Latin was a staple of sound education for centuries, and many parents want their kids to rediscover its value. The Latin for Children series was designed to give kids a solid elementary introduction to the language, and the result is a classical language program that is educational and entertaining. They were originally created by Dr. Aaron Larsen and Dr. Christopher Perrin (they have PHd's, so you know they're smart), but others have been recruited to expand and develop the course further.
There are three one-year levels (A-C), each with several books and other materials. Each includes a primer (the core text), an activity book, an answer key, a history reader, and a 3-DVD set with chant CD (level A comes with two chant CDs). A and B also have a pronunciation CD, though this is unnecessary if you have the DVDs. Each of these course elements is fairly important if you want to get the most out of the course, though the history readers and pronunciation CDs could easily adapted for use with other Latin courses. All materials throughout the course include both classical and ecclesiastical pronunciation.
The primer for each level is the most important element. Students read text, study charts and memorize conjugations and declensions from this book. All texts are black and white with minimal illustration, but the text is lively and clear and even young students can easily read and understand for themselves. Each primer is divided into 32 chapters comprising 7 units, and is good for one year of study (though you could stretch it out longer if need be). The primers are consumable, with several exercises included throughout.
The answer key provides answers to all exercises in the primer. This is not a full-fledged teacher guide. There is a five day per week schedule at the beginning that can be applied to each chapter, and that's the extent of the teacher support material. The consumable activity book is a series of mazes, crossword puzzles and other fun game-oriented activities to improve proficiency and vocabulary; answers to all activities are in the back of the book.
The DVDs are recordings of author Christopher Perrin instructing his daughters at home. Each chapter of the primer is thoroughly worked through, memorization chants are repeated, and text and charts appear on-screen as Perrin discusses the material. These are very useful for parents who have no Latin experience themselves. The somewhat informal nature of these sessions may annoy some, though others will enjoy the home-like feel. Each lesson is about 15 minutes long, and you don't need to watch them every day. The material in the DVDs integrates the information from Latin for Children with that of Shurley English, so children's Latin and English grammar instruction reinforce one another.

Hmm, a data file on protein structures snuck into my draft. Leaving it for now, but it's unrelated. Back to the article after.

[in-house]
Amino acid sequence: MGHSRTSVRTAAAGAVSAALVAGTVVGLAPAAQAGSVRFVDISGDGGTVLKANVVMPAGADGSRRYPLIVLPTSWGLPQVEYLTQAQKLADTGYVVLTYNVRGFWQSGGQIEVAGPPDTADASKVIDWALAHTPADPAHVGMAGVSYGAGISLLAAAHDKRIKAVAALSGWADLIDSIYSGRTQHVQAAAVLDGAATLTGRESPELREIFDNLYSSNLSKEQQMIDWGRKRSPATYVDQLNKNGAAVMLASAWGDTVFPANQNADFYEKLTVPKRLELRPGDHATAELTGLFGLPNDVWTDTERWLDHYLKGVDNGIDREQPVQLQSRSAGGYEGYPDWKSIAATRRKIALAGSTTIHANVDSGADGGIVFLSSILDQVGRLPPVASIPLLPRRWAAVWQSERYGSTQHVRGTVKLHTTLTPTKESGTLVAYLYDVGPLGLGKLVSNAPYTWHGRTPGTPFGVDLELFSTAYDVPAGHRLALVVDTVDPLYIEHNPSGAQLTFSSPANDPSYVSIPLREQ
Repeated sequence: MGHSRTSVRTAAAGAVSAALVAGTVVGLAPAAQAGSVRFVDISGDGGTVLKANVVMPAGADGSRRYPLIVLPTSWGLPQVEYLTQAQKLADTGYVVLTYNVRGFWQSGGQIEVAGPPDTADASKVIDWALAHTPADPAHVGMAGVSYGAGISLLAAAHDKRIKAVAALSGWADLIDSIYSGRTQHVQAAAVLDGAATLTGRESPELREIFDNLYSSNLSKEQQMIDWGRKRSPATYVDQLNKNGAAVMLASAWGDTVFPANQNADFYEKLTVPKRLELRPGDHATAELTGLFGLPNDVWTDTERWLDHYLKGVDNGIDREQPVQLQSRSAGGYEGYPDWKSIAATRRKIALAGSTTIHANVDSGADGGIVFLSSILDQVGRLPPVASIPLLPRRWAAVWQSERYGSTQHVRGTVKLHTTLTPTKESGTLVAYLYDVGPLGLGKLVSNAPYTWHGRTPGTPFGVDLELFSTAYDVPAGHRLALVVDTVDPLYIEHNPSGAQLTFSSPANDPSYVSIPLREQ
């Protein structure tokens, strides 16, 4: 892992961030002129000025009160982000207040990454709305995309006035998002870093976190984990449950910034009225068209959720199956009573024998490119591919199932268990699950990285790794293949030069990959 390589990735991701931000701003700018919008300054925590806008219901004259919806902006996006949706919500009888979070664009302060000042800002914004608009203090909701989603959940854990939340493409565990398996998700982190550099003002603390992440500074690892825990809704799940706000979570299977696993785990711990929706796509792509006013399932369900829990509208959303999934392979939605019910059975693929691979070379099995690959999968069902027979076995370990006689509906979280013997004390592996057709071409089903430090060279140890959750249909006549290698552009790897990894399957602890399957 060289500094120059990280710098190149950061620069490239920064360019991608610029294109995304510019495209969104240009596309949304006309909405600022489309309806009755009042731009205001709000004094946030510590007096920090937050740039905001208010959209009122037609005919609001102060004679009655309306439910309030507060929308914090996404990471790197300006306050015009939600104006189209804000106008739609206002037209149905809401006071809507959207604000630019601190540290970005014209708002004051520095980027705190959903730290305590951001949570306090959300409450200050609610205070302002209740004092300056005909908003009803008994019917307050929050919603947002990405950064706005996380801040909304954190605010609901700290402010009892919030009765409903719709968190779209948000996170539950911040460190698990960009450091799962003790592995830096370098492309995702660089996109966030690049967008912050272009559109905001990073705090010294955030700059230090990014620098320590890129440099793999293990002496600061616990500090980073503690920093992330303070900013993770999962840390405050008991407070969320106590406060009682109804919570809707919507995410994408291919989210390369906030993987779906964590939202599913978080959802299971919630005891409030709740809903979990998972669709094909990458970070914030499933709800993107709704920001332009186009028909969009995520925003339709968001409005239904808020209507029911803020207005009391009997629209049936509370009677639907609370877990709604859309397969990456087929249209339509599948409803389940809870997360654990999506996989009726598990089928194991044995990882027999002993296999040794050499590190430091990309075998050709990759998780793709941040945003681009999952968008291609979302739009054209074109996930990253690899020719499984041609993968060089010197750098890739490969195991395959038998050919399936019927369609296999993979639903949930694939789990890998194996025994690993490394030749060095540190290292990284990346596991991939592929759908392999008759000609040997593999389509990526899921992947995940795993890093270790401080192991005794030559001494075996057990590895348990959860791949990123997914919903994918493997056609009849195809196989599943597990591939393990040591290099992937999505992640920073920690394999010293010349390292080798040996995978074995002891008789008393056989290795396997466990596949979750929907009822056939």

The chant CDs contain only the chants to memorize paradigms, conjugations and declensions. These chants are kind of cheesy and will run many parents up the wall, but their rythmic nature will certainly help drill the information in kids' repetition-loving minds. The pronunciation CDs for levels A and B feature Dr. Perrin reading vocabulary, sounds, etc. from the primer in a clear voice. The DVDs and chant CD will make no sense with another program, though the pronunciation CD for levels A and B could make a good addition to another course.
The history readers include stories for children to read and translate. Students read aloud a story in Latin, then complete both a written translation and an oral translation (both particularly good exercises for a classroom situation). The stories relate to important figures or events in history (not just Roman), and an extensive glossary in the back lists all the words so kids can work on strengthening their vocabularies.
This is a memorization-oriented course, not an immersion program. Chapters are logically ordered so there is a natural progression of material. This isn't really a student-directed course, but there isn't a lot of teacher material, so you'll need to have knowledge of the language yourself to effectively present the material. The DVDs are helpful, but your kids may still have many questions that go unanswered. Students start basic translation in Level A, and they may need help (most likely they will), so the more you know the better.
Latin for Children is elementary Latin for elementary students. Don't use this course with older kids; though the material may be new to them, the presentation will likely offend as it will feel babyish. Probably don't start with kids younger than third grade, but you know your kids and their abilities best; it would be possible to start in first or second grade, though again not recommended.
Karen Moore's Latin for Teachers DVD Course, while not technically part of the Latin for Children program, was designed for use with this course. This DVD seminar more than makes up for the lack of teacher materials, as it walks you through every step of Latin instruction using the primers as a guide. Older students may actually prefer simply watching these DVDs with you rather than completing the course; they also have another option, called Latin Alive!
For younger kids (primarily grades 3-6), this is probably the best introduction to Latin available. The text is easy to understand, the exercises are challenging but possible, and the knowledge kids will gain will be enough to move on to more serious Latin study. In fact, the course is so thorough you probably only need one year of total review before moving on to an intermediate course. There aren't a bunch of gimmicks in this course, but kids still find it fun and if they study hard and are consistent they'll be rewarded with a good foundation of Latin knowledge that will help them in almost any academic study they pursue.